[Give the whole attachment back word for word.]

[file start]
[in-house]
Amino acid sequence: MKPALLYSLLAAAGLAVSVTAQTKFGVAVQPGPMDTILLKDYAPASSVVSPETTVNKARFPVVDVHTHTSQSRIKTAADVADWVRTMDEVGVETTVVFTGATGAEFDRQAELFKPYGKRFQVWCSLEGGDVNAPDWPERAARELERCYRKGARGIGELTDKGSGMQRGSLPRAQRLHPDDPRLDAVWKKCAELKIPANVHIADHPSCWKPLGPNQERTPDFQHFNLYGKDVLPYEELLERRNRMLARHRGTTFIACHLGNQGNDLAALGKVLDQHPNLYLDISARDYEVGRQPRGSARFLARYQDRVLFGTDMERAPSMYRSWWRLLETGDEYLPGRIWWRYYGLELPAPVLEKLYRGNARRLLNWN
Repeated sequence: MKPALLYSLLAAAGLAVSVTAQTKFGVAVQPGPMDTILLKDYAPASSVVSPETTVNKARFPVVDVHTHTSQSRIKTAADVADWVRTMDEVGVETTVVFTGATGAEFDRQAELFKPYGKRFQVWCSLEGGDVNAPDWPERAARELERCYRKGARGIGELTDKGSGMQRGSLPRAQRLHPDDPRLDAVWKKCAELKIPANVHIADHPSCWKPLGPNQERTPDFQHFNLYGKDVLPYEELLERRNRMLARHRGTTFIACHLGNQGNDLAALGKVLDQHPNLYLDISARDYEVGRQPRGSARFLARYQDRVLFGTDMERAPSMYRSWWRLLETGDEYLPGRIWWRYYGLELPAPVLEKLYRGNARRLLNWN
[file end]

[in-house]
Amino acid sequence: MKPALLYSLLAAAGLAVSVTAQTKFGVAVQPGPMDTILLKDYAPASSVVSPETTVNKARFPVVDVHTHTSQSRIKTAADVADWVRTMDEVGVETTVVFTGATGAEFDRQAELFKPYGKRFQVWCSLEGGDVNAPDWPERAARELERCYRKGARGIGELTDKGSGMQRGSLPRAQRLHPDDPRLDAVWKKCAELKIPANVHIADHPSCWKPLGPNQERTPDFQHFNLYGKDVLPYEELLERRNRMLARHRGTTFIACHLGNQGNDLAALGKVLDQHPNLYLDISARDYEVGRQPRGSARFLARYQDRVLFGTDMERAPSMYRSWWRLLETGDEYLPGRIWWRYYGLELPAPVLEKLYRGNARRLLNWN
Repeated sequence: MKPALLYSLLAAAGLAVSVTAQTKFGVAVQPGPMDTILLKDYAPASSVVSPETTVNKARFPVVDVHTHTSQSRIKTAADVADWVRTMDEVGVETTVVFTGATGAEFDRQAELFKPYGKRFQVWCSLEGGDVNAPDWPERAARELERCYRKGARGIGELTDKGSGMQRGSLPRAQRLHPDDPRLDAVWKKCAELKIPANVHIADHPSCWKPLGPNQERTPDFQHFNLYGKDVLPYEELLERRNRMLARHRGTTFIACHLGNQGNDLAALGKVLDQHPNLYLDISARDYEVGRQPRGSARFLARYQDRVLFGTDMERAPSMYRSWWRLLETGDEYLPGRIWWRYYGLELPAPVLEKLYRGNARRLLNWN